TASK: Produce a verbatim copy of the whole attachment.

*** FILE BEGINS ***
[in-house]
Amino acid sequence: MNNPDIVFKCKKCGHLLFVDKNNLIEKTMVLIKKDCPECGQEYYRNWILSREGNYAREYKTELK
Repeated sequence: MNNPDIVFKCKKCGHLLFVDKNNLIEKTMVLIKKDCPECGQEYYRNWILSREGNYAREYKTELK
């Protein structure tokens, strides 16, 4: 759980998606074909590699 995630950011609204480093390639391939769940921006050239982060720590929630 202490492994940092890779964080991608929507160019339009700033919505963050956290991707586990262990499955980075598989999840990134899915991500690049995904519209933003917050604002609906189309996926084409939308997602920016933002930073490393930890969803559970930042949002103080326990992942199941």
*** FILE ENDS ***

[in-house]
Amino acid sequence: MNNPDIVFKCKKCGHLLFVDKNNLIEKTMVLIKKDCPECGQEYYRNWILSREGNYAREYKTELK
Repeated sequence: MNNPDIVFKCKKCGHLLFVDKNNLIEKTMVLIKKDCPECGQEYYRNWILSREGNYAREYKTELK
């Protein structure tokens, strides 16, 4: 759980998606074909590699 995630950011609204480093390639391939769940921006050239982060720590929630 202490492994940092890779964080991608929507160019339009700033919505963050956290991707586990262990499955980075598989999840990134899915991500690049995904519209933003917050604002609906189309996926084409939308997602920016933002930073490393930890969803559970930042949002103080326990992942199941």